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Best Practices in Bullying Prevention and Intervention (page 2)

— Stop Bullying Now! U.S. Department of Health and Human Services HRSA
Updated on Sep 29, 2010

5. Train your staff in bullying prevention.

All administrators, faculty, and staff at your school should be trained in bullying prevention and intervention. In-service training can help staff to better understand the nature of bullying and its effects, how to respond if they observe bullying, and how to work with others at the school to help prevent bullying from occurring. Training should not be available only for teaching staff. Rather, administrators should make an effort to educate all adults in the school environment who interact with students (including counselors, media specialists, school resource officers, nurses, lunchroom and recess aides, bus drivers, parent volunteers, custodians, and cafeteria workers).

6. Establish and enforce school rules and policies related to bullying.

Although many school behavior codes implicitly forbid bullying, many codes do not use the term or make explicit our expectations for student behavior. It is important to make clear that the school not only expects students not to bully, but that it also expects them to be good citizens, not passive bystanders, if they are aware of bullying or students who appear troubled, possibly from bullying. Developing simple, clear rules about bullying can help to ensure that students are aware of adults’ expectations that they refrain from bullying and help students who are bullied. For example, one comprehensive program, the Olweus Bullying Prevention Program (see resources section on the Web site) recommends that schools adopt four straightforward rules about bullying:

  • We will not bully others.
  • We will try to help students who are bullied.
  • We will make it a point to include students who are easily left out.
  • If we know someone is being bullied, we will tell an adult at school and an adult at home.

School rules and policies should be posted and discussed with students and parents. Appropriate positive and negative consequences also should be developed for following or not following the school's rules.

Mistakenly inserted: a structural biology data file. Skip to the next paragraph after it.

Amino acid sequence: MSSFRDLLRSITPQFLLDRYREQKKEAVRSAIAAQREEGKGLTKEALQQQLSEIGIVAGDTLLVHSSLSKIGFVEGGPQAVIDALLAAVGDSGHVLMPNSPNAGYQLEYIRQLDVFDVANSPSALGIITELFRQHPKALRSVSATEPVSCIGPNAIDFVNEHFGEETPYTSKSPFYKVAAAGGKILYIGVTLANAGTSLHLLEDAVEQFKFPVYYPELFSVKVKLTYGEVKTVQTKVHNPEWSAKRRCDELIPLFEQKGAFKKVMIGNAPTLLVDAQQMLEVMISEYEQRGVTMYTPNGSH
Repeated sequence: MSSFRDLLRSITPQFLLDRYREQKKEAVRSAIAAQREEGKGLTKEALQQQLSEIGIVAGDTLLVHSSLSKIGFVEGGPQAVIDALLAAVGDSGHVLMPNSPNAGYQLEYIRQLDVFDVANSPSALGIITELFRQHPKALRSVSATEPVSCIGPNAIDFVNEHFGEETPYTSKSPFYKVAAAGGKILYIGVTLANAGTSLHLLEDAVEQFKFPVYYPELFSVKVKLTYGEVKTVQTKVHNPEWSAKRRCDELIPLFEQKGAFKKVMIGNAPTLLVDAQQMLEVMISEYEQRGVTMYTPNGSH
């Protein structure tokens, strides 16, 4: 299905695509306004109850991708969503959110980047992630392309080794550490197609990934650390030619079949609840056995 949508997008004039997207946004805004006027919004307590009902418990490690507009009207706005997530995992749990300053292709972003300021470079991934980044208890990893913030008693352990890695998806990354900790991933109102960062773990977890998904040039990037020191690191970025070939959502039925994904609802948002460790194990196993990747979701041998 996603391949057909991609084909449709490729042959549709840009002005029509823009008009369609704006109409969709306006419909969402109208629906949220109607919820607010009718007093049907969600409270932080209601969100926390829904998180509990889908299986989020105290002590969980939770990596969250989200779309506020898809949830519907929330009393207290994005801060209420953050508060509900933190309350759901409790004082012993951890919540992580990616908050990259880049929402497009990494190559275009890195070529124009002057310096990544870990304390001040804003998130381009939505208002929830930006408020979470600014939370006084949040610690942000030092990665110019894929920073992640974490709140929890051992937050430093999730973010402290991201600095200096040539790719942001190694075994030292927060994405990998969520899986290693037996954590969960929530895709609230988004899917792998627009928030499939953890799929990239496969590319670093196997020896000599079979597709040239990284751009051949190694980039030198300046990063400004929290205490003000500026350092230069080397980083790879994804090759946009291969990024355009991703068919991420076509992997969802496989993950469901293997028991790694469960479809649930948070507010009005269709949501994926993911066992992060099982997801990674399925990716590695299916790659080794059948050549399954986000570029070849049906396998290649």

7. Increase adult supervision in hot spots where bullying occurs.

Bullying tends to thrive in locations where adults are not present or are not vigilant. Once school personnel have identified hot spots for bullying from the student questionnaires, look for creative ways to increase adults’ presence in these locations.

8. Intervene consistently and appropriately in bullying situations.

All staff should be able to intervene effectively on the spot to stop bullying (i.e., in the 12 minutes that one frequently has to deal with bullying). Designated staff should also hold sensitive follow-up meetings with children who are bullied and (separately) with children who bully. Staff should involve parents of affected students whenever possible.

9. Focus some class time on bullying prevention.

It is important that bullying prevention programs include a classroom component. Teachers (with the support of administrators) should set aside 20-30 minutes each week (or every other week) to discuss bullying and peer relations with students. These meetings help teachers to keep their fingers on the pulse of students' concerns, allow time for candid discussions about bullying and the harm that it can cause, and provide tools for students to address bullying problems. Anti-bullying themes and messages also can be incorporated throughout the school curriculum.

10. Continue these efforts over time.

There should be no "end date" for bullying prevention activities. Bullying prevention should be woven into the entire school environment.

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